Whenever we hear the term 'Yes Queen', these days what automatically pops into our heads is the popular association with RuPaul's Drag Race. However, on this occasion, The Warren was lit up with the West End's first female led improvised comedy troupe called Yes Queens. These saucy and fiesty ladies had a very unique approach in the sense of being completely led by suggestions from the audience to put them into the improvisation games that evolved on stage.
It will make you laugh, cry and cheer all at the same time.
These games ranged from improvising a story when different people were pointed at by a 'conductor' role to make sure the game continued seamlessly, to having a scene change direction by an observer shouting 'change'. By being put on the spot, the scene changed direction abruptly and to the hilarity of all watching. With particular games you'd normally see in the popular television series Whose Line is it Anyway?, the Yes Queens not only paid tribute to the series via these games, but added their own flavour to the evening by bringing in interesting choices to keep everyone engaged.
One of the big highlights of the show was taking four scripts by four very different playwrights, getting it whittled down to two and improvising a scene that involved extracts from both, as well as improvisation. On this occasion, we had the audience choice of the direct style of Caryl Churchill, alongside the heightened storytelling style of Bertolt Brecht, with the scene set so that it also involved a box with a head in it. This choice of throwing in scripts alongside improvisation seemed like a big risk, but it was one that was not only humourous to watch, but it brought a depth you don't always seem to get in improvisation. That depth was brought by the scripts, which then in return opened up more possibilities to the scene as the girls explored how they viewed body parts and what they were used for. They were not afraid to throw themselves into the material no matter what was thrown at them and the trust that is needed for this kind of performance was evident here. So much so, we couldn't believe that this was completely improvised.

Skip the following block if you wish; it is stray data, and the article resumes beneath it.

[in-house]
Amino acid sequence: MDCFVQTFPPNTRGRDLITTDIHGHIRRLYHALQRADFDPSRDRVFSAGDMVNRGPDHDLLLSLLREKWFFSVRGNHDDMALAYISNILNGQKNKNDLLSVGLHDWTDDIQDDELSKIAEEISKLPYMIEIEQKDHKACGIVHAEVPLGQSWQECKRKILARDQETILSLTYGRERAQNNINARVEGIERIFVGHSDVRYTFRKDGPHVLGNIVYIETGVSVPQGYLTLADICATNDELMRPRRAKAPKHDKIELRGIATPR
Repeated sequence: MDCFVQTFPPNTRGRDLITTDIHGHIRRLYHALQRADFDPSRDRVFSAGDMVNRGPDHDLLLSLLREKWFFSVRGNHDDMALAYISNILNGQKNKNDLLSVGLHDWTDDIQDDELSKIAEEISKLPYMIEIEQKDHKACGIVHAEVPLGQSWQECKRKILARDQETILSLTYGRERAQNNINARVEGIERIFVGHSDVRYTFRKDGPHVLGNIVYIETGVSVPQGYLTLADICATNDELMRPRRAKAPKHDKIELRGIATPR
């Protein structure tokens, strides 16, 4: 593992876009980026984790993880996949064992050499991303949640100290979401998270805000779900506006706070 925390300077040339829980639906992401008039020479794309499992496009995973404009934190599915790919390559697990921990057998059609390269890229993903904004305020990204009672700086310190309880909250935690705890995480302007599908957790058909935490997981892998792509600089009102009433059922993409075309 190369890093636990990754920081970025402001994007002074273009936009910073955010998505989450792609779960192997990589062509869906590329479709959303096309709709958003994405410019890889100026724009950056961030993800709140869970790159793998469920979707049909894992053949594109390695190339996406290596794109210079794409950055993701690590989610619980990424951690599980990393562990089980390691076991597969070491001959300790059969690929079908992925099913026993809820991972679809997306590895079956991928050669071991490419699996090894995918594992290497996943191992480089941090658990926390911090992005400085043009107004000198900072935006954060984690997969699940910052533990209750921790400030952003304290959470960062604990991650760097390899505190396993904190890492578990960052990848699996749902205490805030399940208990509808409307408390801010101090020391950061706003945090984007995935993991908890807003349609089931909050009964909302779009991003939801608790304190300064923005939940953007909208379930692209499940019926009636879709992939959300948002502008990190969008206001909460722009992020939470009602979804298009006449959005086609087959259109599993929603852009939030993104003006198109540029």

But what made Yes Queens work seamlessly was the sauciness and cheekiness of the women involved. Sometimes with improvisation, a lot of groups can play things very safe in case they offend. Not these queens! Due to their bravery in being true to themselves as women, as well as performers, what emerged was an honest, courageous show that not only entertained, but also more than likely has inspired someone to have a voice and maybe also encouraged someone to be themselves. This was and is, one of the big highlights of the Fringe that has to be experienced to be believed, as it will make you laugh, cry and cheer all at the same time.